Chip Ganassi had one heck of a weekend. Again. Drivers on his payroll visited victory lane on three separate occasions. Juan Pablo Montoya claimed his second career Cup win at Watkins Glen on Sunday. Dario Franchitti won the Indycar race at Mid-Ohio. And his Grand Am team of Scott Pruett and Memo Rojas smiled for the winners photos Saturday night at The Glen. Ganassi already has had a big year with the Daytona 500, Indianapolis 500 and Brickyard 400 winners trophies going home with him. His teams are not always consistently challenging for a win but when they do, it is done in a grand fashion.
I will give an opinion on the Tony Stewart and Boris Said crash. Said was at fault. There I wrote it. And I like Said a lot. Stewart and Said went through turn one alongside each other fine. Said washed out and ran Stewart high. Stewart held his left side wheels along the asphalt on the edge of the grass. Said crowded him and Stewart held his ground. Said wrecked by forcing Stewart to the left at the tracks edge. Listening to Saids radio transmission, the spotter kept telling him Stewart was at his door. Yet in the garage area interview Said said he didnt know Stewart was there. We all watch the same race but we do not all see the same thing. Some of you may agree or disagree. But that is how I saw it.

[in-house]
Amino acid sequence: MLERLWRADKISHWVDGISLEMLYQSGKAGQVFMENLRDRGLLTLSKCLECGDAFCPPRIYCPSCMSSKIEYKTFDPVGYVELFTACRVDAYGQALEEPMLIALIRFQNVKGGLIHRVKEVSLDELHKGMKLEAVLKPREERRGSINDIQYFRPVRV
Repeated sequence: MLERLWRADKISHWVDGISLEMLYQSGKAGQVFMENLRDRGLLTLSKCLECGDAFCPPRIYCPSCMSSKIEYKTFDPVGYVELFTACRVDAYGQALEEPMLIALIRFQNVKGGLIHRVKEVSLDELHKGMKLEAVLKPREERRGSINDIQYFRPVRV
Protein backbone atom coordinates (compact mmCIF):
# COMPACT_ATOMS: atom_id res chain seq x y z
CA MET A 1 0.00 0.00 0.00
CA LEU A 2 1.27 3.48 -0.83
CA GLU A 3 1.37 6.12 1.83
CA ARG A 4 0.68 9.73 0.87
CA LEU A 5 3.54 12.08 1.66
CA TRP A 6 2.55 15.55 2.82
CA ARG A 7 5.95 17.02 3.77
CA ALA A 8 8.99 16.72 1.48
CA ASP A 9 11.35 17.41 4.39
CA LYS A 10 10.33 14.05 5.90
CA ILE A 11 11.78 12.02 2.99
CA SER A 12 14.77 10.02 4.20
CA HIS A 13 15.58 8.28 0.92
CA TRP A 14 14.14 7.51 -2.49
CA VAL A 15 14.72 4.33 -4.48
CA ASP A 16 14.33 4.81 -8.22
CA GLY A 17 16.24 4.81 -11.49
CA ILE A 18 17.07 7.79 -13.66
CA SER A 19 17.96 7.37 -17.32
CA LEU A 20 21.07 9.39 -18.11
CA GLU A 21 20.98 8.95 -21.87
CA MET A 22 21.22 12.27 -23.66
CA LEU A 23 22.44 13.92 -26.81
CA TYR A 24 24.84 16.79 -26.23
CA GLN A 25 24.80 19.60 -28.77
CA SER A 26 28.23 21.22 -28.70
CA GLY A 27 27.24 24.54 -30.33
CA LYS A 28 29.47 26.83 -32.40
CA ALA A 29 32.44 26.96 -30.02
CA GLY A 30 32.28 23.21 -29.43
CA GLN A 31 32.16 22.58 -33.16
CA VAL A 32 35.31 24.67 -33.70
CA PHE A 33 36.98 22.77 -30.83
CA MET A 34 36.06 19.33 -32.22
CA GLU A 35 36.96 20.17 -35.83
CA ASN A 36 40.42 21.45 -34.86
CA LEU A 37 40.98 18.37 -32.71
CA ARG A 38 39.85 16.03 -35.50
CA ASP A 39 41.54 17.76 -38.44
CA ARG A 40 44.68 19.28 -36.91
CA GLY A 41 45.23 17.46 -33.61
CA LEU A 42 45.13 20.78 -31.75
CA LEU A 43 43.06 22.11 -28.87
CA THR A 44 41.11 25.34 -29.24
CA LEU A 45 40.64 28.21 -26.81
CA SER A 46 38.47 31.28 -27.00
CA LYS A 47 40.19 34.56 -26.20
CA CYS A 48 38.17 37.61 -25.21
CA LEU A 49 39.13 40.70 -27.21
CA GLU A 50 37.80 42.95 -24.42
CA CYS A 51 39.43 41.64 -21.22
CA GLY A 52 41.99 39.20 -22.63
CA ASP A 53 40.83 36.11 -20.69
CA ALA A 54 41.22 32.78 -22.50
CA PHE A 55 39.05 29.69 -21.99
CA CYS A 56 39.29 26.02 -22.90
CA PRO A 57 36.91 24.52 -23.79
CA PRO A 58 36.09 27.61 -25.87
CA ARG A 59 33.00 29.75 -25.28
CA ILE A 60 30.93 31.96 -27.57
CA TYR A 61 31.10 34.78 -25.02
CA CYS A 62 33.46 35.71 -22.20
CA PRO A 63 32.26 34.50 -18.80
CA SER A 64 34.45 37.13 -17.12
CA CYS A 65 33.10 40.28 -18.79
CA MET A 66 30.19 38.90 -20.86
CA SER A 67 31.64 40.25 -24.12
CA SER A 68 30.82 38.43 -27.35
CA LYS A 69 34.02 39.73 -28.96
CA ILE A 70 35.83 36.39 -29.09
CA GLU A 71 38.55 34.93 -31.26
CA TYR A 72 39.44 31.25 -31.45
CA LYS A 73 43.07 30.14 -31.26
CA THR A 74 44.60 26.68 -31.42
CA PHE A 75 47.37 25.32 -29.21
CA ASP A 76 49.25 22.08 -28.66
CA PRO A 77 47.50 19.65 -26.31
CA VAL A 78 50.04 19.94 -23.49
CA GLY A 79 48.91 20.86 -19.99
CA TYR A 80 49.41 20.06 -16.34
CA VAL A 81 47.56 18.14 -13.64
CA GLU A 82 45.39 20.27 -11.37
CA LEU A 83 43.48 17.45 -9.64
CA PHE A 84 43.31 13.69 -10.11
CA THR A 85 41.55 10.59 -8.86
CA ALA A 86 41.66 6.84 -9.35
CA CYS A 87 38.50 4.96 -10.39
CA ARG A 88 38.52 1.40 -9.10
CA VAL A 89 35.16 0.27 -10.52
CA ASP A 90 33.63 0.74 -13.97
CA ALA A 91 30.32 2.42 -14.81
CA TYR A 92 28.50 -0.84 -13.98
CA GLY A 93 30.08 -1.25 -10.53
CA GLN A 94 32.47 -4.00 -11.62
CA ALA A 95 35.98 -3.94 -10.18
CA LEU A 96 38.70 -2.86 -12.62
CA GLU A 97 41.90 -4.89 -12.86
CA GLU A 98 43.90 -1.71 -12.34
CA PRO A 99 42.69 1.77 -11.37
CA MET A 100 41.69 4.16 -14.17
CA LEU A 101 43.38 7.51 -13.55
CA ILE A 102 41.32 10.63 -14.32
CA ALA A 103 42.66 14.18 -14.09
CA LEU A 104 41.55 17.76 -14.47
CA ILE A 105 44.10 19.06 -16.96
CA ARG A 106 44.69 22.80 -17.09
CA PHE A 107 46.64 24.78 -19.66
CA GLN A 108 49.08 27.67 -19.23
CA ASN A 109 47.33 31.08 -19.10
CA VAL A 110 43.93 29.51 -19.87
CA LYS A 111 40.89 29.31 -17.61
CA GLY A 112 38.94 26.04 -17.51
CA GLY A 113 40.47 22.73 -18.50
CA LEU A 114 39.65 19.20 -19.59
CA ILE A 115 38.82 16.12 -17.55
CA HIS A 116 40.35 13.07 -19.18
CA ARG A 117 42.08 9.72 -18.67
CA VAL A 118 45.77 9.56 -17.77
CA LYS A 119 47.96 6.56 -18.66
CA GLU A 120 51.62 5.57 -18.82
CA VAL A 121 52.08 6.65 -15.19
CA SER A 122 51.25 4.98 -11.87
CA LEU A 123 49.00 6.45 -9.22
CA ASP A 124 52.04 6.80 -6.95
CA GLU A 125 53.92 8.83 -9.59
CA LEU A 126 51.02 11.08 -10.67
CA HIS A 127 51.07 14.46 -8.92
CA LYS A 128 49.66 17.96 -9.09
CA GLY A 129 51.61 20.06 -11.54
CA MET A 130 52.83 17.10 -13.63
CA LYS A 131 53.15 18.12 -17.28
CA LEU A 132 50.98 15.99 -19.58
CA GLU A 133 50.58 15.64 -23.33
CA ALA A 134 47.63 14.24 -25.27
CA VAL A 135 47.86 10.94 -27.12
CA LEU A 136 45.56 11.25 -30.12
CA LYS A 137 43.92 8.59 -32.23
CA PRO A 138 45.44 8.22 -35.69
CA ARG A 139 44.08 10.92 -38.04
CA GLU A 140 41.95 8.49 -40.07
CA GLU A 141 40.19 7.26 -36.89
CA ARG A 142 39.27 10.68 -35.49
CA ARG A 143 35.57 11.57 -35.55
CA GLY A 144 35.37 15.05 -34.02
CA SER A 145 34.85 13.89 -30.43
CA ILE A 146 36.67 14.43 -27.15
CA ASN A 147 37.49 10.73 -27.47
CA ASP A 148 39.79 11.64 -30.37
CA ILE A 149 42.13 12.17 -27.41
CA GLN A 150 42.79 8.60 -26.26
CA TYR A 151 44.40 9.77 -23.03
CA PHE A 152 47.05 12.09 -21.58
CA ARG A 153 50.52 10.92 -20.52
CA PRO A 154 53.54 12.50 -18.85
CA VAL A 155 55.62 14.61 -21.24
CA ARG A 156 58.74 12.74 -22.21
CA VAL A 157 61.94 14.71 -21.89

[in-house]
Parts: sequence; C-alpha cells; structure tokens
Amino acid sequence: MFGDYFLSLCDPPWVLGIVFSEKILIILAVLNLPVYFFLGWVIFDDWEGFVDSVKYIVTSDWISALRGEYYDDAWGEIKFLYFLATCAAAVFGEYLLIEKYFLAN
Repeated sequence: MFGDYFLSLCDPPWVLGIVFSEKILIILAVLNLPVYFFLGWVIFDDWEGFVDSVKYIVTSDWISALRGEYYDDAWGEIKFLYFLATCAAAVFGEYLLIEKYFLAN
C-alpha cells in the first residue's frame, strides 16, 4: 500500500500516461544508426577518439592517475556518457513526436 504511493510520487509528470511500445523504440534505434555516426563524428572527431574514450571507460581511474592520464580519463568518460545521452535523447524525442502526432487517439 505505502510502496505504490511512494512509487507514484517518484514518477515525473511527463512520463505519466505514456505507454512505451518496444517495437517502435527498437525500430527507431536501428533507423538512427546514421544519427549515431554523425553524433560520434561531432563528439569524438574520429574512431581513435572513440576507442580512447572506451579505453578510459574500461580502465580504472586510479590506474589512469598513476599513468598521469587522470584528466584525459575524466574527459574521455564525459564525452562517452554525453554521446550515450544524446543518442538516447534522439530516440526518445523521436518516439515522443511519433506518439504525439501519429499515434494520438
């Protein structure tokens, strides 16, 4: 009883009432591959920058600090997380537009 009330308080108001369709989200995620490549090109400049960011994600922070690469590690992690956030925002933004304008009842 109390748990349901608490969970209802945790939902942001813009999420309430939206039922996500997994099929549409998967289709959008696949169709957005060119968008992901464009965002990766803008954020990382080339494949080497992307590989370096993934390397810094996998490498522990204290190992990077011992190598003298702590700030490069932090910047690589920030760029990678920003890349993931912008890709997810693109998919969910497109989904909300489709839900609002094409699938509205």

What was the deal during the Saturday Nationwide Series pileup? Cars kept plowing in full throttle long after the crash had started. Kevin Harvick came to a complete stop and drivers behind him continued to not lift off the gas and literally stack up into the already smashed cars. During the post-carnage interviews the drivers continually referenced nowhere to go. Expect maybe their foot to the brake pedal? They looked like the often-criticized ARCA series on superspeedways where inexperienced drivers think Days Of Thunder was a drivers education film. Major pileups occur when a racing accident starts and drivers have never lifted long after the smoke and spin started. Spotter: There is a crash in front of you. Driver: Hang on. Ill be right there!
I have written many times I am not a fan of stock cars on road courses. I am a fan of road racing when cars designed for that medium are competing. But I have to admit the driving clinic that Montoya and Marcos Ambrose displayed while battling for the lead on Sunday was some of the best racing I have watched all year. No hitting, slamming, pushing each other out of the way, just good, hard racing. I love it when two talented guys take their cars to the edge and not over. They showed each other respect and did the sport a lot of good. Thank you Juan and Marcos.
Correct me if I am wrong, but since being a primary sponsor on a Ganassi Cup car since 2002, wasnt this Targets first win in the division? I think so. Good for the company to stay around and be part of the sport.
(Patrick Reynolds is a former NASCAR team mechanic who hosts "Motorweek Live" Thursdays at 9pm ET. Listen at www.racersreunionradio.com